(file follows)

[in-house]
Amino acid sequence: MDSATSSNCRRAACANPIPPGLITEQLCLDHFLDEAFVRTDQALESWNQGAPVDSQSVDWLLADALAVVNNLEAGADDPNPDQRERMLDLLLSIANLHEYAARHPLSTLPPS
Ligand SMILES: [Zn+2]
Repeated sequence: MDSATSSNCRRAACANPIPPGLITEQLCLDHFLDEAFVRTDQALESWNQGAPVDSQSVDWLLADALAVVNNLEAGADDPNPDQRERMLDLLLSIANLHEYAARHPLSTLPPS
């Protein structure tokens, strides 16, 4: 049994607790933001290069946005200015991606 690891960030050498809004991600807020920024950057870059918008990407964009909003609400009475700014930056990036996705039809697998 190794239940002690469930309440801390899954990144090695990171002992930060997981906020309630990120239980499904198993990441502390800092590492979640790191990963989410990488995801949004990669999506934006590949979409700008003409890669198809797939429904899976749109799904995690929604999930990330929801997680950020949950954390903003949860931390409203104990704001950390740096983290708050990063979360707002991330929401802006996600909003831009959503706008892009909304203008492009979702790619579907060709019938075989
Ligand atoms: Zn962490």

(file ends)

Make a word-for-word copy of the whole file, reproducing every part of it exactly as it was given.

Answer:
[in-house]
Amino acid sequence: MDSATSSNCRRAACANPIPPGLITEQLCLDHFLDEAFVRTDQALESWNQGAPVDSQSVDWLLADALAVVNNLEAGADDPNPDQRERMLDLLLSIANLHEYAARHPLSTLPPS
Ligand SMILES: [Zn+2]
Repeated sequence: MDSATSSNCRRAACANPIPPGLITEQLCLDHFLDEAFVRTDQALESWNQGAPVDSQSVDWLLADALAVVNNLEAGADDPNPDQRERMLDLLLSIANLHEYAARHPLSTLPPS
């Protein structure tokens, strides 16, 4: 049994607790933001290069946005200015991606 690891960030050498809004991600807020920024950057870059918008990407964009909003609400009475700014930056990036996705039809697998 190794239940002690469930309440801390899954990144090695990171002992930060997981906020309630990120239980499904198993990441502390800092590492979640790191990963989410990488995801949004990669999506934006590949979409700008003409890669198809797939429904899976749109799904995690929604999930990330929801997680950020949950954390903003949860931390409203104990704001950390740096983290708050990063979360707002991330929401802006996600909003831009959503706008892009909304203008492009979702790619579907060709019938075989
Ligand atoms: Zn962490």